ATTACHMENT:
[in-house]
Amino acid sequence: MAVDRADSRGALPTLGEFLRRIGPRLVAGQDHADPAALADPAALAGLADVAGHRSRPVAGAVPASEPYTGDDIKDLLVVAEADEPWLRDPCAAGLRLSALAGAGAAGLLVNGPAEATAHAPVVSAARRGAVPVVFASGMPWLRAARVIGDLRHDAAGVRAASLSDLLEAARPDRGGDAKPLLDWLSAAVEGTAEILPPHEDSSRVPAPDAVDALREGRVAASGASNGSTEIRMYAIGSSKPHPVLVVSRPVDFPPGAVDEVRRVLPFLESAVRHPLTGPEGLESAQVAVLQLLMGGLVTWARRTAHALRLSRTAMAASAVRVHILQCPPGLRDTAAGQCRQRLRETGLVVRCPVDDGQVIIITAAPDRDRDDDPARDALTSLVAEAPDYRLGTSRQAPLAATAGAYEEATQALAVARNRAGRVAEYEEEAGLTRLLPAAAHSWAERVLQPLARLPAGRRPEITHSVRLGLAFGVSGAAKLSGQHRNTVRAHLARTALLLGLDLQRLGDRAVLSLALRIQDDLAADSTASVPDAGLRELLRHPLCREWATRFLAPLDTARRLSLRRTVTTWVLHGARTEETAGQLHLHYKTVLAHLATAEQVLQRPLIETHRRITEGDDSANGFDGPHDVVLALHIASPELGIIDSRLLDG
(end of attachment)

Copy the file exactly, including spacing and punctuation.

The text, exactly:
[in-house]
Amino acid sequence: MAVDRADSRGALPTLGEFLRRIGPRLVAGQDHADPAALADPAALAGLADVAGHRSRPVAGAVPASEPYTGDDIKDLLVVAEADEPWLRDPCAAGLRLSALAGAGAAGLLVNGPAEATAHAPVVSAARRGAVPVVFASGMPWLRAARVIGDLRHDAAGVRAASLSDLLEAARPDRGGDAKPLLDWLSAAVEGTAEILPPHEDSSRVPAPDAVDALREGRVAASGASNGSTEIRMYAIGSSKPHPVLVVSRPVDFPPGAVDEVRRVLPFLESAVRHPLTGPEGLESAQVAVLQLLMGGLVTWARRTAHALRLSRTAMAASAVRVHILQCPPGLRDTAAGQCRQRLRETGLVVRCPVDDGQVIIITAAPDRDRDDDPARDALTSLVAEAPDYRLGTSRQAPLAATAGAYEEATQALAVARNRAGRVAEYEEEAGLTRLLPAAAHSWAERVLQPLARLPAGRRPEITHSVRLGLAFGVSGAAKLSGQHRNTVRAHLARTALLLGLDLQRLGDRAVLSLALRIQDDLAADSTASVPDAGLRELLRHPLCREWATRFLAPLDTARRLSLRRTVTTWVLHGARTEETAGQLHLHYKTVLAHLATAEQVLQRPLIETHRRITEGDDSANGFDGPHDVVLALHIASPELGIIDSRLLDG